Categories
Freedom and Privacy Technology Tutorial yunohost

INSTALLING ROUNDCUBE 1.4 VERSION ON YUNOHOST

Thanks to the work of Brian we can now install the newest version of Roundcube on Yunohost.

Why is this so exciting?

  • Newer, fresher UI
  • PGP encryption Functionality with the enigma plugin
  • Mobile friendly skin

In short, it makes your self-hosted email awesome on a mobile too, regardless of whether you have an email app that works or not with PGP

Normally, if this app was an approved app in the Yunohost app list you would be able to simply search it and install it from the app list. Until then we have to install it by the command line but it’s not that scary at all so let’s begin.

Installing it

  1. ssh into your Yunohost box
  2. run this command to install it:
    sudo yunohost app install https://github.com/bhdouglass/roundcube_ynh/tree/testing

Configuring the Install

A bunch of questions will start. Here is how I answered mine but you can adjust as you like. Note, if you press the enter key it will choose the default option for quick installation. Critical step is choosing ‘yes’ when you are presented with the Enigma opion.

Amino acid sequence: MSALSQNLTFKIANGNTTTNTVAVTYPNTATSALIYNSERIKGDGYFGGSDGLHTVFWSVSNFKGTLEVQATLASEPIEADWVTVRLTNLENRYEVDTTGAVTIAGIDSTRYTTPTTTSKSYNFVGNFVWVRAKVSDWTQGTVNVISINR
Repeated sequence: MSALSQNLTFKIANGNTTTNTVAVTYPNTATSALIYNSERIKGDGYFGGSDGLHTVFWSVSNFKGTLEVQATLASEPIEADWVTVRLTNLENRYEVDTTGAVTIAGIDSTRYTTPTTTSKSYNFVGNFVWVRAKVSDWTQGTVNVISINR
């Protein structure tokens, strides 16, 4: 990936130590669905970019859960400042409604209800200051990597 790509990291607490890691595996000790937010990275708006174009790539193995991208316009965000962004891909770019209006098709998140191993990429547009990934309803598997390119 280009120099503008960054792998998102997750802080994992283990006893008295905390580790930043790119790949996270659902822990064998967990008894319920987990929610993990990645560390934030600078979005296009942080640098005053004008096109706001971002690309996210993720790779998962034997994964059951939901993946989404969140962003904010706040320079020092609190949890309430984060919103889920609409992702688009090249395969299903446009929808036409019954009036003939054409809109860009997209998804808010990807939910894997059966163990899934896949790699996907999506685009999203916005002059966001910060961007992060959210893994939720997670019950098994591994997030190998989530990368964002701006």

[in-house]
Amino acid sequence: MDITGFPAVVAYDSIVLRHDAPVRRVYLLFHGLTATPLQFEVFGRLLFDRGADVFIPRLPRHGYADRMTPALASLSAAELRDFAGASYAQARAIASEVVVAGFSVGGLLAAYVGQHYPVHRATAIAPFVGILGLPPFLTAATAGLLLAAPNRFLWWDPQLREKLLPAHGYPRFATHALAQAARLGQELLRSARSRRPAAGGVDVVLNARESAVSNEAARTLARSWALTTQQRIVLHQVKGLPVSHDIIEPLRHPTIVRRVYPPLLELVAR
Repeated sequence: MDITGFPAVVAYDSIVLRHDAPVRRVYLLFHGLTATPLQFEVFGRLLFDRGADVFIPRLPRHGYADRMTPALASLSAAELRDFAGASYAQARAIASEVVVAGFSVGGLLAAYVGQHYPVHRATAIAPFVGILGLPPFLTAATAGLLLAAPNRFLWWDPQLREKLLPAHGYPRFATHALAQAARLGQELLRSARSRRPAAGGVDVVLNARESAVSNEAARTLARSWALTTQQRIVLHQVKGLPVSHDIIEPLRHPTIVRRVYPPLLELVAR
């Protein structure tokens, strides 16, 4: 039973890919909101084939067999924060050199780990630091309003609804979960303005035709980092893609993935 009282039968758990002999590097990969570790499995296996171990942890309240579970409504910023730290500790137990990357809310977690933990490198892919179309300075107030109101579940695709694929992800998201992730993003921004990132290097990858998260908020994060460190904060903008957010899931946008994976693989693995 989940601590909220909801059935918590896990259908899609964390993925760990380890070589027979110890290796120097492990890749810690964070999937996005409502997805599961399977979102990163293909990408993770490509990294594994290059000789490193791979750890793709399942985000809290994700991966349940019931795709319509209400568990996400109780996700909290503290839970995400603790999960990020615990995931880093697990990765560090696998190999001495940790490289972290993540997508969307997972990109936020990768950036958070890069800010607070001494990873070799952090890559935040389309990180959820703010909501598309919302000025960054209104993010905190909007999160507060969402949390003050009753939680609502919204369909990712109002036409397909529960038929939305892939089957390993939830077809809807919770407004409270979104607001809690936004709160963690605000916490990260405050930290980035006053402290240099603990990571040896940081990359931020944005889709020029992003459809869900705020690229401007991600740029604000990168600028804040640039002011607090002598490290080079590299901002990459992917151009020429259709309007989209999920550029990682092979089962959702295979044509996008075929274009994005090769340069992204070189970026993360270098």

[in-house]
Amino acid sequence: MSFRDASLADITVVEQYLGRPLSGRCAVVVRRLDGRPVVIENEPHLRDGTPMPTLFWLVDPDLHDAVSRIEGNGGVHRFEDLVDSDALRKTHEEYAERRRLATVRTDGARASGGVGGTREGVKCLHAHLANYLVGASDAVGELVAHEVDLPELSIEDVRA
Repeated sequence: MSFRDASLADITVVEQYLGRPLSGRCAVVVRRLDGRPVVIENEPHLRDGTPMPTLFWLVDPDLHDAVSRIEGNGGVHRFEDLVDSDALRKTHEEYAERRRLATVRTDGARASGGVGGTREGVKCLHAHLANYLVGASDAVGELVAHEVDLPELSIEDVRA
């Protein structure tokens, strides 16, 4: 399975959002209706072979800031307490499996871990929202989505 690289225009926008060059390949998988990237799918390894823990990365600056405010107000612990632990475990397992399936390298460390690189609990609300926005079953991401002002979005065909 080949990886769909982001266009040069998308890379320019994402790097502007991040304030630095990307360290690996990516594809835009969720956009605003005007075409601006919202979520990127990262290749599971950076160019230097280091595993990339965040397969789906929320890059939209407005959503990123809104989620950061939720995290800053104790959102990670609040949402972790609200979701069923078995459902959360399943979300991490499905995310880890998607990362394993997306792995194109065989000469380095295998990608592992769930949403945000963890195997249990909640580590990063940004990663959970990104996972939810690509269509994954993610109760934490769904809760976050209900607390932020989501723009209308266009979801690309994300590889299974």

This first question is just a warning. You’re brave. Take that risk!

WARNING! Installing 3rd party applications may compromise the integrity and security of your system. You should > probably NOT install it unless you know what you are doing. Are you willing to take that risk? [Y/N] : y

This next step shows all the domains you have configured in your Yunohost box and will ask you which one you want this Roundcube to be associated with:

Available domains:
-domainone.com
-domaintwo.com

Choose a domain for Roundcube (default: domainone.com:

This next question lets you choose which URL folder you want for the mail. I changed mine from the default since I have other things running but you can leave default if you don’t have something already using ‘/webmail’:

Choose a path for Roundcube (default: /webmail): /pgpmail

I’m using Nextcloud calendar stuff so i don’t need CardDav stuff now but feel free to install it if you need it and want to use it:

Install CardDAV synchronization plugin? [yes | no] (default: no):

This is an important one if you plan to encrypt your emails!

Install Enigma messages encryption plugin? [yes | no] (default: no): yes

Testing it out

Once complete, you should now be able to go to ‘domainone.com/pgpmail’ (or whatever your options are) and hit the new Roundcube installation and log in with your Yunhohost email server settings. I recommend doing the following tests each time you get setup with something like this since desktop browser and mobile browser use different skins (sometimes) in Roundcube.

Before beginning, make sure that the public key of each email address has been sent/imported into each side of the email transaction. You can use the ‘import key’ feature in Roundcube’s desktop mode quite easily. At point of this tutorial I haven’t tried importing keys with Mobile browser, so I can’t confirm if that works or works well.